45 minutes | Sep 3, 2019
How to Stop Losing It with Your Kids
Have you ever “lost it” with your kids? If so, you’re definitely not alone - parenting is stressful! In this episode, Exceptional Parenting Podcast host, Stefanie Boucher, speakes with Carla Naumburg, Ph.D., a licenced independent clinical social worker, author, speaker, and mother who began writing her most recent book, How to Stop Losing Your S*** with Your Kids after facing her own share of emotionally grueling parenting moments. Tune in for Carla’s empathetic, practical advice on how to manage your triggers, stop the meltdowns, and become a calmer, happier parent with calmer, happier kids. About Our Guest: Carla Naumburg, PhD, LICSW is a parent coach, writer, and speaker. She is the author of three parenting books, including the recently released title How to Stop Losing Your S*** With Your Kids (Workman, 2019). Her writing has appeared in The New York Times, The Washington Post, The Huffington Post, and Mindful Magazine, among other places. Carla is a sought-after public speaker, and she coaches overwhelmed parents on how to make parenting more fun. Learn more about Carla and her work by visiting her webpage (https://www.carlanaumburg.com).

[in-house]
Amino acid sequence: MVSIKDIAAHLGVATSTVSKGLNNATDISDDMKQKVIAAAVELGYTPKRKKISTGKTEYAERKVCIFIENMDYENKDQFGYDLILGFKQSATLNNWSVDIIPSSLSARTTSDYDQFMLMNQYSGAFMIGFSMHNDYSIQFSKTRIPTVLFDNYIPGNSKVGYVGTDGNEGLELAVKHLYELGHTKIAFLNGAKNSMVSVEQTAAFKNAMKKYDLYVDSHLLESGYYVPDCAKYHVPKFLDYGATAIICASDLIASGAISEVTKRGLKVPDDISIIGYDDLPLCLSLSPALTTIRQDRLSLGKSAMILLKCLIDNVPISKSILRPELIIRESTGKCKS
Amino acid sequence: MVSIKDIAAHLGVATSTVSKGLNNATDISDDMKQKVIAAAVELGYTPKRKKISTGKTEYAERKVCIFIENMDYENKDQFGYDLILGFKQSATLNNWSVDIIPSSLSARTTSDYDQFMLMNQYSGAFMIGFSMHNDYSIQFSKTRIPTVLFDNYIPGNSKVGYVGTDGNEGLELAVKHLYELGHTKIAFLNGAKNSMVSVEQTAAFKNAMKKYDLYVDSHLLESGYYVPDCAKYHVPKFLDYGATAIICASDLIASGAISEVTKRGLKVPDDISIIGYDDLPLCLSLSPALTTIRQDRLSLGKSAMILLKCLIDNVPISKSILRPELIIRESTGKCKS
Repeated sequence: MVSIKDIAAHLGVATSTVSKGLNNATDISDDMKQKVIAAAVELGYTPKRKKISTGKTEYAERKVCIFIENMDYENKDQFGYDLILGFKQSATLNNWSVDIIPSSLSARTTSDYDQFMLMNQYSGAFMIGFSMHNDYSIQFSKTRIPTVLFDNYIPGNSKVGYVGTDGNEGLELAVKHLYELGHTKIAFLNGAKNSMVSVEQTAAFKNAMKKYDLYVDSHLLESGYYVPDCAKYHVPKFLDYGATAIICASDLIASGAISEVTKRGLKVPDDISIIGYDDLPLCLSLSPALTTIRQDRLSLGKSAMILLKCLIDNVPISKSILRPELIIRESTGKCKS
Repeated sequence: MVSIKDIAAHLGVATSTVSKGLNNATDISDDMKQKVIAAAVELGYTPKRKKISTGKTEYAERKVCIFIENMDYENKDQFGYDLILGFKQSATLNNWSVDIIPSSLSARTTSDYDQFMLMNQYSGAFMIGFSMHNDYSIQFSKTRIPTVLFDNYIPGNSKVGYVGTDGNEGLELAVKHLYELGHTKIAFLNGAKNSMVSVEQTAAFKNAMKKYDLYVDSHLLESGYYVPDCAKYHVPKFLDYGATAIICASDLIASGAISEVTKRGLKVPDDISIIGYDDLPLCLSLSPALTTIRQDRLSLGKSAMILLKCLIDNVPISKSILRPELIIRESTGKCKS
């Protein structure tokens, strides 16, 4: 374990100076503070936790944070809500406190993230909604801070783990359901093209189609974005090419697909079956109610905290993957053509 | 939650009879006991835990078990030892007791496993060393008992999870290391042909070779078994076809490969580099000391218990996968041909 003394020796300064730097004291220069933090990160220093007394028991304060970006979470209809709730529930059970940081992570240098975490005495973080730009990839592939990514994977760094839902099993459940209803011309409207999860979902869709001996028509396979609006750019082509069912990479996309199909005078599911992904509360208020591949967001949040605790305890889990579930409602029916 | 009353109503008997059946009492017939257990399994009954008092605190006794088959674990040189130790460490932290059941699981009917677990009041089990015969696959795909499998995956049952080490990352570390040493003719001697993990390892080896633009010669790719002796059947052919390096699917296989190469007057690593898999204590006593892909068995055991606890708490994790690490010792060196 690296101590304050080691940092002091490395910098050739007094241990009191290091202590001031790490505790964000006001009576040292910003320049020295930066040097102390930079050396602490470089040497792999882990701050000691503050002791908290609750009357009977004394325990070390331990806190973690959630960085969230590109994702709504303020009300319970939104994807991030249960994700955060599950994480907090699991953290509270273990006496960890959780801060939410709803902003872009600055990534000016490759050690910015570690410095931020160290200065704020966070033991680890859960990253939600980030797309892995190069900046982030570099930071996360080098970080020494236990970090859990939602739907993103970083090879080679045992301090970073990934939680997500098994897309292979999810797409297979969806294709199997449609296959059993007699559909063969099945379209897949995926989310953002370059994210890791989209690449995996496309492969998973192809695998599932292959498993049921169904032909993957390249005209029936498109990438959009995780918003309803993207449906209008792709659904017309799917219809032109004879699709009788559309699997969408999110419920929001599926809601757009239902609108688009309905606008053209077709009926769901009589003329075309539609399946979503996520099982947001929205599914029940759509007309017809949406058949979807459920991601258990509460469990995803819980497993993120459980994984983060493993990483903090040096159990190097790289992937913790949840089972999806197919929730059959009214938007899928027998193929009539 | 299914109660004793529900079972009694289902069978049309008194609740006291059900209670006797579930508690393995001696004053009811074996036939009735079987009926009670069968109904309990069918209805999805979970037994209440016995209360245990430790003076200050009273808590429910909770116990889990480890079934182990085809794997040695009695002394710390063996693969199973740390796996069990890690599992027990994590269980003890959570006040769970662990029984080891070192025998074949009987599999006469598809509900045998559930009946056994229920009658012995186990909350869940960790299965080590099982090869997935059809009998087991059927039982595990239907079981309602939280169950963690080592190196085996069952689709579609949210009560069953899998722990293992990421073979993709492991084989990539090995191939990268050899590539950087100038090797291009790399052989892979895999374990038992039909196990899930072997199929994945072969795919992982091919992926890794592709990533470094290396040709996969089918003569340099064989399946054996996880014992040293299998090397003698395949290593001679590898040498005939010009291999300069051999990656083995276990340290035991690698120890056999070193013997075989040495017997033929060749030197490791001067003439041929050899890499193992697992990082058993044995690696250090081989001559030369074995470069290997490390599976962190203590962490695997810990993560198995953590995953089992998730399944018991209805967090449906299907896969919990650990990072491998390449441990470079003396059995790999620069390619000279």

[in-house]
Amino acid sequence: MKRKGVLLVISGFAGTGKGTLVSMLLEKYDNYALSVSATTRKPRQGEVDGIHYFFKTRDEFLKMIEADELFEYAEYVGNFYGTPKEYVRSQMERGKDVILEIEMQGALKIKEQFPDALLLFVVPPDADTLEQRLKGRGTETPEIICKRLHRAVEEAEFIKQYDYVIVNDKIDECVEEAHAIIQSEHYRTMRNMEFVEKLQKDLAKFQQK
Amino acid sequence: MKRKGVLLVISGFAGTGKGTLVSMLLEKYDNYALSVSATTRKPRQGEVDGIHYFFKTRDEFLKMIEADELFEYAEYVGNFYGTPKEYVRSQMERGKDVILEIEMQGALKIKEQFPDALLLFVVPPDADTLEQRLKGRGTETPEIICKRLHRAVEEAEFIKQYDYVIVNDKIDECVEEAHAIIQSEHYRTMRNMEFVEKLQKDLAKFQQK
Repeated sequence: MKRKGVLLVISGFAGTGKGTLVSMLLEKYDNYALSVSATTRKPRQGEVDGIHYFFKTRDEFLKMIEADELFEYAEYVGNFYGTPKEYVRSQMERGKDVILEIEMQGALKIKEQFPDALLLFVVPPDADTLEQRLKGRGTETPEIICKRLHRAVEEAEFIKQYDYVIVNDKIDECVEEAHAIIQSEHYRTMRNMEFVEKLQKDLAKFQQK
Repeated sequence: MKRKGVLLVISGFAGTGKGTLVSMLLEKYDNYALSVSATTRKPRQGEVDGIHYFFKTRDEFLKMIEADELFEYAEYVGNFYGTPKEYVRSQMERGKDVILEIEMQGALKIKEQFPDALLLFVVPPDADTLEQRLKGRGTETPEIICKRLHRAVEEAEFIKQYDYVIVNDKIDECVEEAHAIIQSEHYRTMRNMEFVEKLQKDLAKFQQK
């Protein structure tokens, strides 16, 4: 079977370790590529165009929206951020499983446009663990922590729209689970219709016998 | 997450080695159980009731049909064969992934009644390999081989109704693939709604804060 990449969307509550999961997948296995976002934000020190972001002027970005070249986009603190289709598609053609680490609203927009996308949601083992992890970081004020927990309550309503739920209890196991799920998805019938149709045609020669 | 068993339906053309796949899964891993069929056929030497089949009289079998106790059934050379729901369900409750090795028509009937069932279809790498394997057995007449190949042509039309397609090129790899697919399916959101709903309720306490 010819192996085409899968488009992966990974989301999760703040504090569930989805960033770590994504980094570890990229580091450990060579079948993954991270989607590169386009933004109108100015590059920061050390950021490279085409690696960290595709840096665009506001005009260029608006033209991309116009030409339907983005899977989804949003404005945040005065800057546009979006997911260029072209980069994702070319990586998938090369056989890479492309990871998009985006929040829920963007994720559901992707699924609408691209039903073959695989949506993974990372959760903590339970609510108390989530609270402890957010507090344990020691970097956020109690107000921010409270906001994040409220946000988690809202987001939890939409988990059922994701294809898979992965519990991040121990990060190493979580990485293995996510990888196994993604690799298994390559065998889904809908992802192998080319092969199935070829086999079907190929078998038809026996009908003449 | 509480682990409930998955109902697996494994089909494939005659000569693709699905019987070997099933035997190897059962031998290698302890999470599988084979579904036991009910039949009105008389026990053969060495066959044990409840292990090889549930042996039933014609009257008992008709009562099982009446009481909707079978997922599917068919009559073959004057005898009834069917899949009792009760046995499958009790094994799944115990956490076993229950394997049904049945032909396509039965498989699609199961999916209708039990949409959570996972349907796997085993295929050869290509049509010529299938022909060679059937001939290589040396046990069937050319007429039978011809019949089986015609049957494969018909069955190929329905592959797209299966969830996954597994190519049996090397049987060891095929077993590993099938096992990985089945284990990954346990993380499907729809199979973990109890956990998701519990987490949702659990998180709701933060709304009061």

24 minutes | May 22, 2019
Working with Your Child’s Pediatrician
Your child’s doctor can be an incredible resource when you have questions or concerns about your child’s health. But did you know that a pediatrician can provide care for your child that spans beyond his or her physical well-being? In this episode of Torchlight’s Exceptional Parenting Podcast, host Stefanie Boucher speaks with an experienced pediatrician about the ways in which a strong doctor-patient or doctor-family relationship can improve outcomes for children from birth through age 22. Listen to learn: - How to choose the right pediatrician for your child or family - Simple techniques for better doctor-parent communication - What to do if you disagree with your child’s doctor, and much more About Our Guest: A strong believer in the importance of communication, Dr. Diana McManus is an experienced pediatrician who enjoys getting to know her patients and helping them through challenging times. A graduate of Tufts University and the University of Massachusetts Medical School, she completed her residency and chief residency at Children’s Hospital of Oakland in Oakland, California. She has currently been in practice for more than 16 years.
Terms of Service
Do Not Sell My Personal Information
© Stitcher 2022